27 Apr Remote Disciplinary & Grievance Hearings
As Covid -19 ongoing restrictions mean that normal work place attendance may not resume in the near future for a lot of organisations, it is clear that the standard face to face meeting format for a range of typical workplace situations, such as grievance and disciplinary hearings will not be available for some time. It is also notable that the Supreme Court held it’s first sitting ever via remote video technology last week, and the Workplace Relations Commission has published a consultation paper on conducing hearings remotely and by written submissions. So how can these meetings be managed and what are the pitfalls?
Firstly, it is inevitable that standard workplace issues are still coming up, with a mix of remote and normal workplace attendance still taking place. This can be a performance, attendance or misconduct matter that needs to be dealt with, a probationary review meeting that is due, or an employee has raised a grievance or perhaps a bullying and harassment complaint. And whilst there may be some instances that allow the review of an issue to be put on hold, it is important that due consideration is given to progressing any required investigation/meetings remotely, to ensure that grievances don’t escalate unnecessarily or that parties who have raised a complaint or are the subject of a complaint, have the opportunity to have matters dealt with efficiently and not left hanging over them. In this regard at all times, notwithstanding that a process may be conducted remotely, it is critical that employees who are involved as either a Respondent or Complainant, are still fully afforded their rights to natural justice to include:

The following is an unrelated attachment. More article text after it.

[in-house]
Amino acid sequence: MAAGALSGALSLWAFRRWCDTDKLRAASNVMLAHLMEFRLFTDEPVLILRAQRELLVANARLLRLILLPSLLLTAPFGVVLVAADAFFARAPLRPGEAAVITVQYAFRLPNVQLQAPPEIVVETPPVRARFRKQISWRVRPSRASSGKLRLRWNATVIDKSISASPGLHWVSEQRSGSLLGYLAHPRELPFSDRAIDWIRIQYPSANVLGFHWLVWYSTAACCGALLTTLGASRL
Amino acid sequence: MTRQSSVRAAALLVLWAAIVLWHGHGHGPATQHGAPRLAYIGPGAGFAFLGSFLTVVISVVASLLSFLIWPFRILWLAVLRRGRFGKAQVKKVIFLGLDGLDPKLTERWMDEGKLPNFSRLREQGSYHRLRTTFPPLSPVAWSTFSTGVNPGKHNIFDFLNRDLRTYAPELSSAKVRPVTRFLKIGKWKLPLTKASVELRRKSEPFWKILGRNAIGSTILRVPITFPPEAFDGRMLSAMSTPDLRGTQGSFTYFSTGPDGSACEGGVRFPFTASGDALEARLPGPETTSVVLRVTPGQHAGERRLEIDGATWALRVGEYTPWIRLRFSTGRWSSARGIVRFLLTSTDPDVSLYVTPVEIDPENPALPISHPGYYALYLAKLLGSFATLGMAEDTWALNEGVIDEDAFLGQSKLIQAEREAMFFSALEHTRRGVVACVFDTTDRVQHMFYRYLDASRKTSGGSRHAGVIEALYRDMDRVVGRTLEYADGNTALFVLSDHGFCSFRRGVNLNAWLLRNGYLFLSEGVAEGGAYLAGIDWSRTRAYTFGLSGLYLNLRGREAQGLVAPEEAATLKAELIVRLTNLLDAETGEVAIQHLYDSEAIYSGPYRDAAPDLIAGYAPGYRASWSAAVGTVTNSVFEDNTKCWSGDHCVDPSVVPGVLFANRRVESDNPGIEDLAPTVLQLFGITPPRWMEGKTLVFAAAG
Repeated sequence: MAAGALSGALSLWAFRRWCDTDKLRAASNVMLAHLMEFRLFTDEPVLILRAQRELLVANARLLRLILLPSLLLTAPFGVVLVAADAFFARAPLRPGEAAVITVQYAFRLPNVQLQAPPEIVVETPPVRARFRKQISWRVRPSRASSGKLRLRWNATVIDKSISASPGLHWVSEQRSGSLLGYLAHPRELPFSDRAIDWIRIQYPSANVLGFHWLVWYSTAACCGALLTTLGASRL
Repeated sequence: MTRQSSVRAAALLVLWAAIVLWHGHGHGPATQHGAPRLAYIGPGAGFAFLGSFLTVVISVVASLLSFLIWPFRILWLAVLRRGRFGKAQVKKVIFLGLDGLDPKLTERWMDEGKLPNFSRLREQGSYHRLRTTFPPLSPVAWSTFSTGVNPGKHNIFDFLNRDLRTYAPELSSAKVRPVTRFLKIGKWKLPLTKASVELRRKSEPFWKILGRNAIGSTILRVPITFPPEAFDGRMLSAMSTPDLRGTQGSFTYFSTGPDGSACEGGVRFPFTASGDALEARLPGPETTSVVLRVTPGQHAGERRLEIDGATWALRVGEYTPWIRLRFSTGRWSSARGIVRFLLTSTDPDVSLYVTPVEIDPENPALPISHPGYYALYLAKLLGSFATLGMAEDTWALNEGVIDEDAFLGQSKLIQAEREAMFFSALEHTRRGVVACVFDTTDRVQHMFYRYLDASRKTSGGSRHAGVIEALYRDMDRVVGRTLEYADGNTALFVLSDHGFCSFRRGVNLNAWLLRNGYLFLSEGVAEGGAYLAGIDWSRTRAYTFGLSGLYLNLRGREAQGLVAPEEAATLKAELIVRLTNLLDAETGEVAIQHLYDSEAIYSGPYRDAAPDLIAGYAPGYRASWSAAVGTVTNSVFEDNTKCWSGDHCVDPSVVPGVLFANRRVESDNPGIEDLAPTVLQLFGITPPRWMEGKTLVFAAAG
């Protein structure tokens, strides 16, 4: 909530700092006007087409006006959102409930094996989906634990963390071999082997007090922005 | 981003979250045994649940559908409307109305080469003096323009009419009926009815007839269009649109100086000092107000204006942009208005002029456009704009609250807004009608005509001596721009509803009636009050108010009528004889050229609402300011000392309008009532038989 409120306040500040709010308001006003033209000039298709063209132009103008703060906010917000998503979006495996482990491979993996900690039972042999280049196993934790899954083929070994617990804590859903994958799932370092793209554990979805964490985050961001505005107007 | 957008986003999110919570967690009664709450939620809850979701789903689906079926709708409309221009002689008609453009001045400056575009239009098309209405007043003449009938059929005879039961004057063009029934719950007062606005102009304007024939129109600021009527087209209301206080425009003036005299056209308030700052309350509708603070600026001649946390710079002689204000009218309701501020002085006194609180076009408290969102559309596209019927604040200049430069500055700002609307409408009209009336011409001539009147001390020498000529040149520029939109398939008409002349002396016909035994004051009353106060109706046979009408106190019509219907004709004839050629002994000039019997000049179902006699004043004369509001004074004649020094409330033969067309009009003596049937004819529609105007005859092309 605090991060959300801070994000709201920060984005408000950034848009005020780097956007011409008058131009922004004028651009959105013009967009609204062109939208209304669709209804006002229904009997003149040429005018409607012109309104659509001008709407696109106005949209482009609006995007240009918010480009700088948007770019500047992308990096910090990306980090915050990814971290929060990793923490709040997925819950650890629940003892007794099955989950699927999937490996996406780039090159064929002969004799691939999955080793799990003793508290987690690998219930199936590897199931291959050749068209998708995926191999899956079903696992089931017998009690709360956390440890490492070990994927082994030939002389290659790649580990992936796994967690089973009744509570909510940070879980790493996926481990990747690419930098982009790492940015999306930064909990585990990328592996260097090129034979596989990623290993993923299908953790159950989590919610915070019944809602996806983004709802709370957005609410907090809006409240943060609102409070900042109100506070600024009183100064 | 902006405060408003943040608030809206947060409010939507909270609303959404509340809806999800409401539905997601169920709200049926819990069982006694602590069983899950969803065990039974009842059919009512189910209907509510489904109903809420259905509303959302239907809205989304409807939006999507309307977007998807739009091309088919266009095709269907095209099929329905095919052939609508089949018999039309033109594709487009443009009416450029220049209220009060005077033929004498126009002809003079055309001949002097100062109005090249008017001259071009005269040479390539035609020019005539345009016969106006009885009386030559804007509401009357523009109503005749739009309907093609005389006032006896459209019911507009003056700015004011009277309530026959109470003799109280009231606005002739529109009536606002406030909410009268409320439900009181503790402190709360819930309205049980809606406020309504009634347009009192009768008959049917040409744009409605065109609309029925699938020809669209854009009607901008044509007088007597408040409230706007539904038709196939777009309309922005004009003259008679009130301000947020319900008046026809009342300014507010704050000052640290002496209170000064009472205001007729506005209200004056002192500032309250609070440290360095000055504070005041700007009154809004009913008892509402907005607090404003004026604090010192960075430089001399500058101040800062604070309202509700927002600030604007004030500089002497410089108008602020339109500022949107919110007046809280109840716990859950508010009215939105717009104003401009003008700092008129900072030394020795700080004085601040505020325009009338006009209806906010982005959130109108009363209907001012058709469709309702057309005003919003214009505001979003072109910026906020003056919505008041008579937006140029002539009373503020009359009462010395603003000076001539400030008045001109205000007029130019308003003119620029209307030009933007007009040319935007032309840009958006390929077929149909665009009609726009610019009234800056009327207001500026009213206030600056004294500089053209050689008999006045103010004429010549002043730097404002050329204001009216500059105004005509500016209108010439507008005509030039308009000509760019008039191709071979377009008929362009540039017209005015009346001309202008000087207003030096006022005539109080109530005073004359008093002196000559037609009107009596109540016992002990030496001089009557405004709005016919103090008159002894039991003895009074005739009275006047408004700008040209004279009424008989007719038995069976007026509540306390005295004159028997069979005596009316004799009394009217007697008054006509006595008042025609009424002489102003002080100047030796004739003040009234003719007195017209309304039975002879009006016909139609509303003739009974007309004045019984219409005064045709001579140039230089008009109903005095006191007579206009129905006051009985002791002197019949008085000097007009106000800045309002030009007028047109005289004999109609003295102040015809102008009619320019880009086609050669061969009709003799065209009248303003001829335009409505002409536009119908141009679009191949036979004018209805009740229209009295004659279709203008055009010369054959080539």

- Notification of allegations/complaint in writing;
- Opportunity to respond, make representations and to see relevant evidence;
- Right To Be Accompanied At Meetings;
- Confirmation of Outcomes in Writing;
- Right To Appeal.
The main obstacle to overcome, is likely to be in respect of the actual hearing/meeting not being face to face, and an employee not being accompanied directly, and to make sure that an employee has had adequate opportunity to respond/present their case with required support. A standard telephone call/audio option is unlikely to be adequate nor will be the submission of written documents only as the primary response/presentation, and particularly from the point of view of the person investigating/conducting the meeting, due to the need to seek necessary clarifications, probe responses and observe body language, reactions and behaviour etc. In addition, audio only will not show visibility of whether anyone else is in the room, who should not be there or who may be prompting responses.
A video call involving an employee’s representative is therefore the best alternative option, which should be set up exactly the same way a face to face meeting would have been, with adequate notice and notification in writing of allegations/issues etc under review. Notification of a remote meeting should also point out the necessary variation on operation of the relevant policy, in the interests of progressing matters as normally as possible for all relevant parties, rather than waiting for a return to face to face meetings, which may be some time away.